When President Barack Obama spoke in the Rose Garden announcing a new immigration policy last month, he referred to young undocumented immigrants who “are already making contributions,” such as “serving in our military, protecting us and our freedom.”
Prosecutors on Tuesday dismissed the case against four black men from Crown Heights accused of raping and prostituting an Orthodox Jewish woman for eight years, starting when she was 13.
Immigration advocates in New York welcomed the Supreme Court’s decision to strike down key provisions of Arizona's crackdown on immigrants — but were concerned that one part of the law requiring police to check the status of someone they suspect is not in the United States legally could go forward.
A former New York City Police Department officer charged with violating the civil rights of an African-American man by falsely arresting him was sentenced to nearly five years in jail in Federal District Court in Brooklyn on Friday.
Those who have medical, school and employment records to prove these requirements and clean criminal records stand a fair chance of being approved for the Obama administration's new immigration policy. But for others, whose petition might include arrests, convictions and repeat immigration violations things get more complicated.
The journalist who revealed he was an undocumented immigrant in a blockbuster article a year ago said he’s still in the country, but won’t be eligible to apply for a work permit under President Barack Obama’s immigration reform policy.
President Barack Obama said the nation would stop deporting younger undocumented immigrants who came to the U.S. as children and will grant them work permits – offering hundreds of thousands of illegal immigrants to stay in the country.
A year after the Obama administration announced a new immigration policy — prosecutorial discretion — immigration advocates said they are disappointed with the results.
The Bronx District Attorney said one of the goals in creating a hotline is to make sure no one is being sexually assaulted at the school now, and that those who allegedly committed abuse in the past no longer work there. “I think this school wants to be sure of that too,” he said. “They’ve been cooperative. They’ve listened to us.”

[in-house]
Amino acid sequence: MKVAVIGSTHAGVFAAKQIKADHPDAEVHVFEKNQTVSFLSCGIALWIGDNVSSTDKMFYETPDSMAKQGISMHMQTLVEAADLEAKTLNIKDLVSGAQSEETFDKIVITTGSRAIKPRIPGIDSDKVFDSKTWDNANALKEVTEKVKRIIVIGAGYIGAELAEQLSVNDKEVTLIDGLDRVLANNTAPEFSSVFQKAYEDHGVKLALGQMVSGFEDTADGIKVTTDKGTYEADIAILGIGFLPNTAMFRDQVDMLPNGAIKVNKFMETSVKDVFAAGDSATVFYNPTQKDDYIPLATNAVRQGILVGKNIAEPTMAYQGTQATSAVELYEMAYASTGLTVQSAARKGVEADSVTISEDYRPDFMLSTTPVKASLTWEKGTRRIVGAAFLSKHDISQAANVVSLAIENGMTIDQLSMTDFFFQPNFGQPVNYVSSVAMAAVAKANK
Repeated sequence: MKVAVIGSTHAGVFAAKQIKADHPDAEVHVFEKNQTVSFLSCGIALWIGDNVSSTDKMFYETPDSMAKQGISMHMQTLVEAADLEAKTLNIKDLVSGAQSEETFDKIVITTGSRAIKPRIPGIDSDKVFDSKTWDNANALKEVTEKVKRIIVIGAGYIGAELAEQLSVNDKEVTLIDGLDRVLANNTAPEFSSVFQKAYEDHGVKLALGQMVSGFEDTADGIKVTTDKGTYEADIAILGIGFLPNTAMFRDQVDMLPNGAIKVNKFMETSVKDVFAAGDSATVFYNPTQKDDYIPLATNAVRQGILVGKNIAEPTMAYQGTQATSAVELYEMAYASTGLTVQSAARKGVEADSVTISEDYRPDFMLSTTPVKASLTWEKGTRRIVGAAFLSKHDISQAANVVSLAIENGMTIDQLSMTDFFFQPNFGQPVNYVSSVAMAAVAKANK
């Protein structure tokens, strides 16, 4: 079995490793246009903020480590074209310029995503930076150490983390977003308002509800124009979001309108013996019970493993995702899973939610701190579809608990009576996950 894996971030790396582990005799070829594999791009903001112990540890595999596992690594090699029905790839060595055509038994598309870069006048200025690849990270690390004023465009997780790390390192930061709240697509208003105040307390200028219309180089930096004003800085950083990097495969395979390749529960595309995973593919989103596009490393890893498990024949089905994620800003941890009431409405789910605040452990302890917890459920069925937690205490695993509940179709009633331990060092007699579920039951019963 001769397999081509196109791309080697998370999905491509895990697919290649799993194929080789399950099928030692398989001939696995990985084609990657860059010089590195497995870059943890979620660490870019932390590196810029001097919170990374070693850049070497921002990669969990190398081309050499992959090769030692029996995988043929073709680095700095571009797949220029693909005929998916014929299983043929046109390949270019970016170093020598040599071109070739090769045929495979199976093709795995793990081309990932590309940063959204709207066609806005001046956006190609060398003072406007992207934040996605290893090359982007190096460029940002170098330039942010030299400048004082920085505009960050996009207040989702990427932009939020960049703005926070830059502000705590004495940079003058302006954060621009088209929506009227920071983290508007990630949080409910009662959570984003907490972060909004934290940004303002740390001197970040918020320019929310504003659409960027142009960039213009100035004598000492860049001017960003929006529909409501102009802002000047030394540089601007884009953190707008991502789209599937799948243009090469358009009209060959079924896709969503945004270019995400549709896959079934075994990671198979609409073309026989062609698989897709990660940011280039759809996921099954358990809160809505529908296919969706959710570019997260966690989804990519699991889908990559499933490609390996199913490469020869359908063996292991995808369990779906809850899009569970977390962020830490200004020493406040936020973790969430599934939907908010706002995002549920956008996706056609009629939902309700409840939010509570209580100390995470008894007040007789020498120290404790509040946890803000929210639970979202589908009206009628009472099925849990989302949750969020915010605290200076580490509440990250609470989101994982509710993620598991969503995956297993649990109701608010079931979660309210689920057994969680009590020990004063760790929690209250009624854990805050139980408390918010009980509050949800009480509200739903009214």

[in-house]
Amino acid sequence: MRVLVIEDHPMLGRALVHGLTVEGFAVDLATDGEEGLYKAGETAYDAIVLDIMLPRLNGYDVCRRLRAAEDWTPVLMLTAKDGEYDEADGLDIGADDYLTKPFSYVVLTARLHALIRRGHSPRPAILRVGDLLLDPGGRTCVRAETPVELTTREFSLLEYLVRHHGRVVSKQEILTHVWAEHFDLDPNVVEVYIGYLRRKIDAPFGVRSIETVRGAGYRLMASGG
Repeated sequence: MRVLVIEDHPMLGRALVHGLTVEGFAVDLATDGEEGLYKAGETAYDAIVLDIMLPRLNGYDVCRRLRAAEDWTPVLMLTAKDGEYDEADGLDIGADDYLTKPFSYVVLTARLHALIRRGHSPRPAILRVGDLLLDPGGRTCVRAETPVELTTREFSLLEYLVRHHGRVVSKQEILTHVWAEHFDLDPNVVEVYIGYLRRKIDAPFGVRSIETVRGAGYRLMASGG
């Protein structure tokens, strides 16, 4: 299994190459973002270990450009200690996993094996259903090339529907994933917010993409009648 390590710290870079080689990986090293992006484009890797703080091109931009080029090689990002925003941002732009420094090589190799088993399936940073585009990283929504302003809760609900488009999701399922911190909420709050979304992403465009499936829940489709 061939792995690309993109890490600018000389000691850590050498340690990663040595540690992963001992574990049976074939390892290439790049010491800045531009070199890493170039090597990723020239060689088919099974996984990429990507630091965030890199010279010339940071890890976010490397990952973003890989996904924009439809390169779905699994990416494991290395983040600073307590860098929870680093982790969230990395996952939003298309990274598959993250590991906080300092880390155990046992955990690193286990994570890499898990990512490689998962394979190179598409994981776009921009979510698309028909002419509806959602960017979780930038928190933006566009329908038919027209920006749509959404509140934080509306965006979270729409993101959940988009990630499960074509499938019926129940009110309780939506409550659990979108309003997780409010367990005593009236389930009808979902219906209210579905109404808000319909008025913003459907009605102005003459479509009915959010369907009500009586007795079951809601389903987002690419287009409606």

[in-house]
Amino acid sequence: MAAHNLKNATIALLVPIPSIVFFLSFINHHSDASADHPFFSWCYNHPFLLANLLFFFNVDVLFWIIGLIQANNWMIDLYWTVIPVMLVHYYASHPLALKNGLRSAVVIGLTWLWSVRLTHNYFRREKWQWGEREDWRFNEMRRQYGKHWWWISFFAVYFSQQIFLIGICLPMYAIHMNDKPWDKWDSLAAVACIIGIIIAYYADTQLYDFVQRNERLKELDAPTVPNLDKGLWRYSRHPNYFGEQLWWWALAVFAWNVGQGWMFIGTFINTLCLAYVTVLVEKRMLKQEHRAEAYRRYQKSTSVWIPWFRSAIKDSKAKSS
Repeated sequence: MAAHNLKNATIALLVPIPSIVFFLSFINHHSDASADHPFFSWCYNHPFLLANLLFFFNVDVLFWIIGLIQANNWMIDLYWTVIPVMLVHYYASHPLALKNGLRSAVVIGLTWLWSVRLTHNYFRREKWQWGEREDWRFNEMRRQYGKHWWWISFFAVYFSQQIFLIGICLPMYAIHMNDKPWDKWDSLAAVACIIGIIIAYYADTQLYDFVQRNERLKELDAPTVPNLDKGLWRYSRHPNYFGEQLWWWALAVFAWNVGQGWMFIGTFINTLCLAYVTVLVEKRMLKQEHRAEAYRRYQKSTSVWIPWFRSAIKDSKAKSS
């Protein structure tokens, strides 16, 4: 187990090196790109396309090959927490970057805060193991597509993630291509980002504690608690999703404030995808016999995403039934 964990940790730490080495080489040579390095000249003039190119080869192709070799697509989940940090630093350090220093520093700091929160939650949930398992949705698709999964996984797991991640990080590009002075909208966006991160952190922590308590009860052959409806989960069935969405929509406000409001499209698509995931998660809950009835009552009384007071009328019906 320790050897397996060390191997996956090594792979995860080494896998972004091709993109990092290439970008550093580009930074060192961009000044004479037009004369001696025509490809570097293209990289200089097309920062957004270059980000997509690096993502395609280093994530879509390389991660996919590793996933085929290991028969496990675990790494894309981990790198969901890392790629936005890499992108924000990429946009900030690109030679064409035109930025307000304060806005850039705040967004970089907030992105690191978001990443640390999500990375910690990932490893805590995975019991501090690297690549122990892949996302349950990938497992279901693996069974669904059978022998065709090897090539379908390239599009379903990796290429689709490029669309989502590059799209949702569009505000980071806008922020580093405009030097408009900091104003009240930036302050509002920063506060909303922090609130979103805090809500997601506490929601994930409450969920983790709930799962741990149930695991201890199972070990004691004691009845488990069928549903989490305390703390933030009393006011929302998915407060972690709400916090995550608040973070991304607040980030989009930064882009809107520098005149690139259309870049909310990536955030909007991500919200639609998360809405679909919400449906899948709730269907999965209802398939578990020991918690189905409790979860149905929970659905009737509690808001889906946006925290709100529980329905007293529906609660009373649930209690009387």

Lawyers for Dominique Strauss-Kahn on Monday appealed a judge’s decision to allow a civil lawsuit against their client to move forward, while attorneys for the hotel housekeeper who claims Strauss-Kahn sexually assaulted her last year are seeking access to official records to try and build their case.
A case that began with the discovery of an emaciated and battered body of 4-year-old Marchella Brett-Pierce in September 2010 came to an end this week, when her mother and grandmother were given maximum jail sentences after being found guilty of the child’s death.
The mother and grandmother of 4-year-old Marchella Brett-Pierce were both given the maximum sentence in Brooklyn Supreme Court on Wednesday in the death of the toddler who prosecutors say was tied to a bed with a jump rope, beaten, drugged and starved to death.
In our new series On the Brink: The New Face of Poverty, meet Peter Riquelme, an unemployed single man who is facing bankruptcy and possible homelessness as he, like many Americans, grapples with supporting himself after working for years with nothing to show for it.
A former candidate for the Republican presidential nomination, whose campaign was perceived to be negatively affected by the fact he served in the Obama administration, said he had no regrets about crossing party lines.
Chen Guangcheng’s decision to seek refuge at the U.S. Embassy in Beijing suggests it is "the safest place in China," former U.S. Ambassador to China said in a talk organized by the National Committee on United States-China Relations in New York on Wednesday.
Newark Mayor Cory Booker is backpedaling from comments he made criticizing President Barack Obama’s campaign for its attack ads – initially calling them “nauseating” and a “distraction.”
Politicians and immigration advocates gathered on the steps of City Hall Monday to demand that the Department of Homeland Security halt the activation of a contentious immigration program known as Secure Communities, which goes into effect in New York City on Tuesday.
A Brooklyn grandmother was found guilty of manslaughter in the second degree in the death of her 4-year-old granddaughter on Friday.
Fingerprints collected by the New York Police Department and submitted to the FBI will be shared with immigration officials once a controversial federal program opposed by Governor Andrew Cuomo and other city officials is activated in the state next week, according to an Immigration and Customs Enforcement official.
The jury began deliberating Thursday after closing arguments were made in the case of a Brooklyn grandmother charged with manslaughter of her 4-year-old granddaughter.